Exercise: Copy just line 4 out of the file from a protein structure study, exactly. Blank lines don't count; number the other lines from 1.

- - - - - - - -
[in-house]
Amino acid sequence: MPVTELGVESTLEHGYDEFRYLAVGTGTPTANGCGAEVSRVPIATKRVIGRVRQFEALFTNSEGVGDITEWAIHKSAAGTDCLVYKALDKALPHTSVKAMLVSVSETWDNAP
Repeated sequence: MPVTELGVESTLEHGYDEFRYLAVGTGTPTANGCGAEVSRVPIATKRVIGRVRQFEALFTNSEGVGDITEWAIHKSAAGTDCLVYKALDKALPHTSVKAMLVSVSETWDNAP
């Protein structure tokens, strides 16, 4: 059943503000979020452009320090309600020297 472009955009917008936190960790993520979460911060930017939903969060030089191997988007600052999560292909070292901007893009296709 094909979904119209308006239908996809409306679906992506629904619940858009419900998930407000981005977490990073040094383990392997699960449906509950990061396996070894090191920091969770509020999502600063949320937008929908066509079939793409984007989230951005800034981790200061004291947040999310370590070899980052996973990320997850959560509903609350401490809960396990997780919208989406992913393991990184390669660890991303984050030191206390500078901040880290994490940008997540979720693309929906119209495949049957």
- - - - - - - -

């Protein structure tokens, strides 16, 4: 059943503000979020452009320090309600020297 472009955009917008936190960790993520979460911060930017939903969060030089191997988007600052999560292909070292901007893009296709 094909979904119209308006239908996809409306679906992506629904619940858009419900998930407000981005977490990073040094383990392997699960449906509950990061396996070894090191920091969770509020999502600063949320937008929908066509079939793409984007989230951005800034981790200061004291947040999310370590070899980052996973990320997850959560509903609350401490809960396990997780919208989406992913393991990184390669660890991303984050030191206390500078901040880290994490940008997540979720693309929906119209495949049957």